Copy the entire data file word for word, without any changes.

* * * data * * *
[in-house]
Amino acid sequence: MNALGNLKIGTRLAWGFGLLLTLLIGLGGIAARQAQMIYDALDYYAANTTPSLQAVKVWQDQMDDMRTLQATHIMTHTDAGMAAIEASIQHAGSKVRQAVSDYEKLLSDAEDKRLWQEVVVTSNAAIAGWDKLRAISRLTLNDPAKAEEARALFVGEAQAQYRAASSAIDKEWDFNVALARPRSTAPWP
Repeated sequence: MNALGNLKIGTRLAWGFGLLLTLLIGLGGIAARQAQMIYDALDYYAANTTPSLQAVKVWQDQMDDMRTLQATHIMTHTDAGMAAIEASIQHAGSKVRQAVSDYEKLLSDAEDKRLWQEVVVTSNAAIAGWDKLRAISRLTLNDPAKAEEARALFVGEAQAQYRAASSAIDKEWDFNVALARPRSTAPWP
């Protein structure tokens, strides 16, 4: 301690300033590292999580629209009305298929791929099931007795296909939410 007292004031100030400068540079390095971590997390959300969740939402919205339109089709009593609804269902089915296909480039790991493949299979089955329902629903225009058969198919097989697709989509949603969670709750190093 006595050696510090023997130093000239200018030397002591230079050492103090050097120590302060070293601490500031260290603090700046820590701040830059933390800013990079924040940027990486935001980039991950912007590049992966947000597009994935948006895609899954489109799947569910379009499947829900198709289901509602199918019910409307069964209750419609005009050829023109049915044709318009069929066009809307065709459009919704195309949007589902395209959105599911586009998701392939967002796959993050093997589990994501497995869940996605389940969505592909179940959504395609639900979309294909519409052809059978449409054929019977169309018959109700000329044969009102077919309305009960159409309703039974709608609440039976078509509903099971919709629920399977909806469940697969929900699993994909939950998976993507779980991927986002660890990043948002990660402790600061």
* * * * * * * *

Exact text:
[in-house]
Amino acid sequence: MNALGNLKIGTRLAWGFGLLLTLLIGLGGIAARQAQMIYDALDYYAANTTPSLQAVKVWQDQMDDMRTLQATHIMTHTDAGMAAIEASIQHAGSKVRQAVSDYEKLLSDAEDKRLWQEVVVTSNAAIAGWDKLRAISRLTLNDPAKAEEARALFVGEAQAQYRAASSAIDKEWDFNVALARPRSTAPWP
Repeated sequence: MNALGNLKIGTRLAWGFGLLLTLLIGLGGIAARQAQMIYDALDYYAANTTPSLQAVKVWQDQMDDMRTLQATHIMTHTDAGMAAIEASIQHAGSKVRQAVSDYEKLLSDAEDKRLWQEVVVTSNAAIAGWDKLRAISRLTLNDPAKAEEARALFVGEAQAQYRAASSAIDKEWDFNVALARPRSTAPWP
């Protein structure tokens, strides 16, 4: 301690300033590292999580629209009305298929791929099931007795296909939410 007292004031100030400068540079390095971590997390959300969740939402919205339109089709009593609804269902089915296909480039790991493949299979089955329902629903225009058969198919097989697709989509949603969670709750190093 006595050696510090023997130093000239200018030397002591230079050492103090050097120590302060070293601490500031260290603090700046820590701040830059933390800013990079924040940027990486935001980039991950912007590049992966947000597009994935948006895609899954489109799947569910379009499947829900198709289901509602199918019910409307069964209750419609005009050829023109049915044709318009069929066009809307065709459009919704195309949007589902395209959105599911586009998701392939967002796959993050093997589990994501497995869940996605389940969505592909179940959504395609639900979309294909519409052809059978449409054929019977169309018959109700000329044969009102077919309305009960159409309703039974709608609440039976078509509903099971919709629920399977909806469940697969929900699993994909939950998976993507779980991927986002660890990043948002990660402790600061």